When she realized that it would take at least a few more months to get this resolved, Erin made the decision to move to Guatemala and foster Azucena. “I had read a lot about Reactive Attachment Disorder,” she explains, “and I wanted to make the transition for my daughter as smooth as possible. Babies begin to develop stranger anxiety when they are eight or nine months old, so I really couldn’t afford more time away from her.”
She took a leave of absence from her job as a marketing analyst at a Fortune 500 company, and moved to Guatemala in March 2007. John joined her after finishing graduate school in May. Eventually, Erin was forced to resign from her company, slashing their family income. Unemployment took a toll on her self-esteem. “I loved my job,” she says. “They held the position open for me for as long as they could—a whole year—but we never thought this would take so long.”
Apart from the high cost of international adoption, the couple has had to keep up with the mortgage on their Tennessee home while paying rent in Guatemala. John, who holds an advanced degree in medical anthropology, is now working in Antigua as a database programmer. In order to help make ends meet, Erin has set up shop online, selling crafts that she makes out of Guatemalan textiles.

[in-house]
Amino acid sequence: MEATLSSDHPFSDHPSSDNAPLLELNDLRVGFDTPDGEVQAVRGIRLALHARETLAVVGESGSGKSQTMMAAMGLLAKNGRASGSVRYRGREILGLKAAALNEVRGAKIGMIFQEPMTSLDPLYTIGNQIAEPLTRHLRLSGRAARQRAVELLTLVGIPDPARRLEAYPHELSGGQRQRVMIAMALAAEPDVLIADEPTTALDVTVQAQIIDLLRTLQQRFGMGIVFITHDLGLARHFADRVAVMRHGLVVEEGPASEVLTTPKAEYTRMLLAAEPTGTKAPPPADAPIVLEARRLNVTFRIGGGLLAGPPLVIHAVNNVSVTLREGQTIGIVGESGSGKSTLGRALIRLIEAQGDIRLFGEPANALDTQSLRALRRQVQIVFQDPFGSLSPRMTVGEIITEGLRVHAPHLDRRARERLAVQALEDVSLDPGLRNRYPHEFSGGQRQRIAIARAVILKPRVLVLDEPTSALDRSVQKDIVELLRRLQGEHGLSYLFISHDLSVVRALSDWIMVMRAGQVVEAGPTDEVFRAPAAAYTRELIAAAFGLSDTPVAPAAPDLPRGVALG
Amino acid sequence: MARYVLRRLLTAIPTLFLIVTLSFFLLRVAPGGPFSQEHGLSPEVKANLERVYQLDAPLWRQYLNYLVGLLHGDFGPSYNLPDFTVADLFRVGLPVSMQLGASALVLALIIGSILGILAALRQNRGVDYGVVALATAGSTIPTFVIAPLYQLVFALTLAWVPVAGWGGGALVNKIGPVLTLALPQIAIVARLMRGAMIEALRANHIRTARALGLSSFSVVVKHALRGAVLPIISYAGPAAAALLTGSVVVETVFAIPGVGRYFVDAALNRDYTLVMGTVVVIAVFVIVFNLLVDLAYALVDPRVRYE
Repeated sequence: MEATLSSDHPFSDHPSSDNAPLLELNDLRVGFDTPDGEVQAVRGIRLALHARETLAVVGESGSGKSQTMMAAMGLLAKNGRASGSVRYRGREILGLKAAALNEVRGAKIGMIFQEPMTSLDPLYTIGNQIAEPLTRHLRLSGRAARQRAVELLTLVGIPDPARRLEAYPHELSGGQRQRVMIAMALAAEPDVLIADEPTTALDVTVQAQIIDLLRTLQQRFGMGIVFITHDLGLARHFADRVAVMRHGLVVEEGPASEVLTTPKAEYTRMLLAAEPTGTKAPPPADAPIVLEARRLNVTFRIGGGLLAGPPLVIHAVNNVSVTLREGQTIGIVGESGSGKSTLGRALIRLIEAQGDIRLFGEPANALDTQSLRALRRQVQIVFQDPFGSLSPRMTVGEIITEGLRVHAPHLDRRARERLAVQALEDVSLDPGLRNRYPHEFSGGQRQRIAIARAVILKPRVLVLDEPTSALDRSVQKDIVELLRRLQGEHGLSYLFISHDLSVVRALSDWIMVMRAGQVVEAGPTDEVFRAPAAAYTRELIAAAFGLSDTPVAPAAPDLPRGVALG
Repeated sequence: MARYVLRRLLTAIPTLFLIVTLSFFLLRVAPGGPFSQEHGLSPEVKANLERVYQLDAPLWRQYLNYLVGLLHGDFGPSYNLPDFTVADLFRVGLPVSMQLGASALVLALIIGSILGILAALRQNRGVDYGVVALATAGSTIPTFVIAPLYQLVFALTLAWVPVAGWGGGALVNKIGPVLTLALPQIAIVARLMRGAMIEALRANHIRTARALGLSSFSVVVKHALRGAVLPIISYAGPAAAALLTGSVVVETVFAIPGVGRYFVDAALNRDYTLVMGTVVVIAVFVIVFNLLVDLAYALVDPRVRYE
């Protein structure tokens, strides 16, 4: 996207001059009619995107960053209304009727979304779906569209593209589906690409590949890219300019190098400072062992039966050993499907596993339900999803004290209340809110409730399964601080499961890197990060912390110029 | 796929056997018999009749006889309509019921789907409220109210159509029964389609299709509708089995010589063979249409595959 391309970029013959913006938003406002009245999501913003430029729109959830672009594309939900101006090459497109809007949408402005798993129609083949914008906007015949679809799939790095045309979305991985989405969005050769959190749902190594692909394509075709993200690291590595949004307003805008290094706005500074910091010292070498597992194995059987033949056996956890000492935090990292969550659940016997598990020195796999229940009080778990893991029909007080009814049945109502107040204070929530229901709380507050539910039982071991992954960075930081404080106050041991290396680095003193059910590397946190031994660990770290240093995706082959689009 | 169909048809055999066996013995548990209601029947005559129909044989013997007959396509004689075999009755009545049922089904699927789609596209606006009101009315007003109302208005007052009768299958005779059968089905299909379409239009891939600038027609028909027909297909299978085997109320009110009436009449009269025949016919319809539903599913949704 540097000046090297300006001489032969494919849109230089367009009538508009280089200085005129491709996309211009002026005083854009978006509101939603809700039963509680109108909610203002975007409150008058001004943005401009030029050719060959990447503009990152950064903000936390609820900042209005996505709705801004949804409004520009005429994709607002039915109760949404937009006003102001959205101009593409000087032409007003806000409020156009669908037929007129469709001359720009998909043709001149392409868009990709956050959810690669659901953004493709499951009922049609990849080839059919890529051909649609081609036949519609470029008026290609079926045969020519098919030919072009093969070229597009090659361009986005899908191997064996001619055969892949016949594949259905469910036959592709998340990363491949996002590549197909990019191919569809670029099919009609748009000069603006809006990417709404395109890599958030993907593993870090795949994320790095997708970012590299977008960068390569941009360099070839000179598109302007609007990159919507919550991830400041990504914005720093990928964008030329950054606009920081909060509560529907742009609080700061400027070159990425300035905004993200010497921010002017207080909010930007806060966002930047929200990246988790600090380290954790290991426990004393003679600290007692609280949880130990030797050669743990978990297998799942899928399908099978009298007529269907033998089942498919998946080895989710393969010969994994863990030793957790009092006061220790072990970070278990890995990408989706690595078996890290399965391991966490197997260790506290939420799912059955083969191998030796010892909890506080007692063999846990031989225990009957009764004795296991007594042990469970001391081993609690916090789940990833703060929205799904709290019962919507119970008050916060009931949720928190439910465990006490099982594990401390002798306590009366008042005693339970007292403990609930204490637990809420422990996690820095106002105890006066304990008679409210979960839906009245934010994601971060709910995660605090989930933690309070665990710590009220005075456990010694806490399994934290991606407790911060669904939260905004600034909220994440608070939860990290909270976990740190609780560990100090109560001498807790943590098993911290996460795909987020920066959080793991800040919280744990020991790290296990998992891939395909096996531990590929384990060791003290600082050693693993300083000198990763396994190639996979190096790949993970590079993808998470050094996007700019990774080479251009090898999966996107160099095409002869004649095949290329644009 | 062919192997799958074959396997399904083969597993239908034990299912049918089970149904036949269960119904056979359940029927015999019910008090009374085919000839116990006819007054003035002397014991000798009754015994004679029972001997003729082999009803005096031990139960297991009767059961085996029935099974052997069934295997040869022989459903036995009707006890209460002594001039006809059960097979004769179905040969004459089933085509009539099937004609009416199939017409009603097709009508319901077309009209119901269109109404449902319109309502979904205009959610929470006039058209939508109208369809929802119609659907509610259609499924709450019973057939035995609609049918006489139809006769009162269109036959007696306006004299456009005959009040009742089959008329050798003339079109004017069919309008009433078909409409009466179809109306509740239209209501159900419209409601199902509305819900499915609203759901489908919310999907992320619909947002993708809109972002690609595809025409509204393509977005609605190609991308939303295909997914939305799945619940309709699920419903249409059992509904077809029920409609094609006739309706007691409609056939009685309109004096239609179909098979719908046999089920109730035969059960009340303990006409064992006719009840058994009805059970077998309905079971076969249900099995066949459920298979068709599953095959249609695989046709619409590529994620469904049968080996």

They’re one of the few couples fortunate enough to be together during the process. Gary, at great expense, flew to Guatemala 14 times during the 16 months Cheri spent there. Deepening the money pit were the expectations of corrupt government officials and adoption facilitators. “Everyone expects a kickback,” says Cheri. “They know that people will do anything for their babies—they know you’ll keep paying.” They were forced to take out a second mortgage on their house and dip into their retirement fund. They’ve spent well over $80,000 on this process.